3. The method of claim 1, wherein the transmitting credential information comprises utilizing at least one of a Bluetooth Low Energy (BTLE) communication interface or a wireless fidelity (Wi-Fi) communication interface.
4. The method of claim 1, wherein the docking of the dockee with the docking environment comprises utilizing at least one of a Bluetooth Low Energy (BTLE) communication interface or a wireless fidelity (Wi-Fi) communication interface.
5. The method of claim 1, wherein the wireless charger is integral to the docking host.
6. The method of claim 1, further comprising:
receiving a device other than the dockee on the wireless charger while the dockee remains docked with the docking environment; and
charging the device utilizing the wireless charger without docking with the device.
7. The method of claim 1, wherein the terminating the dock between the dockee and the docking environment occurs when the dockee leaves the vicinity of the docking host.
8. A method operable at a dockee for docking with a docking environment managed by a docking host, the method comprising:
receiving credential information from the docking host responsive to a landing of the dockee on a wireless charger;
transmitting a request to initiate an authentication/association operation with the docking host;
docking with the docking environment in accordance with the credential information; and
terminating the dock between the dockee and the docking environment responsive to an expiration of an inactivity timer indicating inactivity of a communication interface for communicating with the dockee.
9. The method of claim 8, wherein the wireless charging interface is configured for near-field communication, and wherein the receiving credential information comprises utilizing the wireless charging interface.
10. The method of claim 8, wherein the receiving credential information comprises utilizing at least one of a Bluetooth Low Energy (BTLE) communication interface or a wireless fidelity (Wi-Fi) communication interface.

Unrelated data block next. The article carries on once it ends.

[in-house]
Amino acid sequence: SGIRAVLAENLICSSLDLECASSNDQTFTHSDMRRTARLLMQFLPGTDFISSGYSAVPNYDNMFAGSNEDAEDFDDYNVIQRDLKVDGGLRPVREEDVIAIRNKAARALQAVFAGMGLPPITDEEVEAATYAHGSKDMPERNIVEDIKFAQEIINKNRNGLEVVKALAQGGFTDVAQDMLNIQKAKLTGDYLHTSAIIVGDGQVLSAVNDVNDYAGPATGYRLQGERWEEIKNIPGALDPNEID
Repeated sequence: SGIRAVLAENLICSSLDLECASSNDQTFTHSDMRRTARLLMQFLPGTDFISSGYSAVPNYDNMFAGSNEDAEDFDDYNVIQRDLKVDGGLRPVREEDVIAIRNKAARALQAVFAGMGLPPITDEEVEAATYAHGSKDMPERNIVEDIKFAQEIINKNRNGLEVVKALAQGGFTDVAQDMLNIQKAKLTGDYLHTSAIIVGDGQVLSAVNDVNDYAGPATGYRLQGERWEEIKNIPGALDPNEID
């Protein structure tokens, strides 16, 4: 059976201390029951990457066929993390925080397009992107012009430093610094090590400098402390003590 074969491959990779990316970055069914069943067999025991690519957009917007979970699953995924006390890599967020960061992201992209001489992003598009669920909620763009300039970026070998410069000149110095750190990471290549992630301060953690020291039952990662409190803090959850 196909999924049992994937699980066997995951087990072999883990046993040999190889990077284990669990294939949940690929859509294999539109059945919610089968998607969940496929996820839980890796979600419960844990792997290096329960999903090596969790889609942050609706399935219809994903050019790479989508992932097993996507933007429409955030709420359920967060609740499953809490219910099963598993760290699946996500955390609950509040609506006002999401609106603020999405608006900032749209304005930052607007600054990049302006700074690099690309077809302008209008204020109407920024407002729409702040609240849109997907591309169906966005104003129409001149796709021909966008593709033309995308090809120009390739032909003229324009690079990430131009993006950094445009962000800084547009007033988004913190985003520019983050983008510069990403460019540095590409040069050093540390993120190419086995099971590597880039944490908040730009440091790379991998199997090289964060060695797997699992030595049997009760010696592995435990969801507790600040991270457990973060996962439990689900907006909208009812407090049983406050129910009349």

11. The method of claim 8, wherein the docking with the docking environment comprises utilizing at least one of a Bluetooth Low Energy (BTLE) communication interface or a wireless fidelity (Wi-Fi) communication interface.
12. The method of claim 8, further comprising:
maintaining the docking with the docking environment while being removed from the wireless charger.
13. A method operable at a docking host for docking a dockee with a docking environment managed by the docking host, the method comprising:
coupling wireless charging circuitry at the docking host with the dockee upon its landing on the docking host;
transmitting, from the wireless charging circuitry at the docking host, to docking circuitry at the wireless docking host, information indicating a docking intent of the dockee;
docking the dockee with the docking environment in accordance with the docking intent of the dockee; and
terminating the dock between the dockee and the docking environment responsive to an expiration of an inactivity timer indicating inactivity of a communication interface for communicating with the dockee.
14. The method of claim 13, wherein the wireless charging circuitry is part of a wireless charger that is integral to the docking host.
15. The method of claim 14, further comprising:
receiving a device other than the dockee on the wireless charger while the dockee remains docked with the docking environment; and